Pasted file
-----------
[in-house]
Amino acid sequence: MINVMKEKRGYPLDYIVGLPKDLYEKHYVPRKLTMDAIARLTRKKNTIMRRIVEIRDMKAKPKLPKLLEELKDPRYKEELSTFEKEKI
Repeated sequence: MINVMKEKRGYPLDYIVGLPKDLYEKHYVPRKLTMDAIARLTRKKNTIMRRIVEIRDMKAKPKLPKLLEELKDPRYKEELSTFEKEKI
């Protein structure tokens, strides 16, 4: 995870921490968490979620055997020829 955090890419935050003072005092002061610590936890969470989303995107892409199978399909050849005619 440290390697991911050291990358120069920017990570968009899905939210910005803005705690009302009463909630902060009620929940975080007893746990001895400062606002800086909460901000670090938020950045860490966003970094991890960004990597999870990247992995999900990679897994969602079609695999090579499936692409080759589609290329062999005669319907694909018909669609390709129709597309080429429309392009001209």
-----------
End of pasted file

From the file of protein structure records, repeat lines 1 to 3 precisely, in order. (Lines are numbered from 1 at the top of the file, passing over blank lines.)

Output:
[in-house]
Amino acid sequence: MINVMKEKRGYPLDYIVGLPKDLYEKHYVPRKLTMDAIARLTRKKNTIMRRIVEIRDMKAKPKLPKLLEELKDPRYKEELSTFEKEKI
Repeated sequence: MINVMKEKRGYPLDYIVGLPKDLYEKHYVPRKLTMDAIARLTRKKNTIMRRIVEIRDMKAKPKLPKLLEELKDPRYKEELSTFEKEKI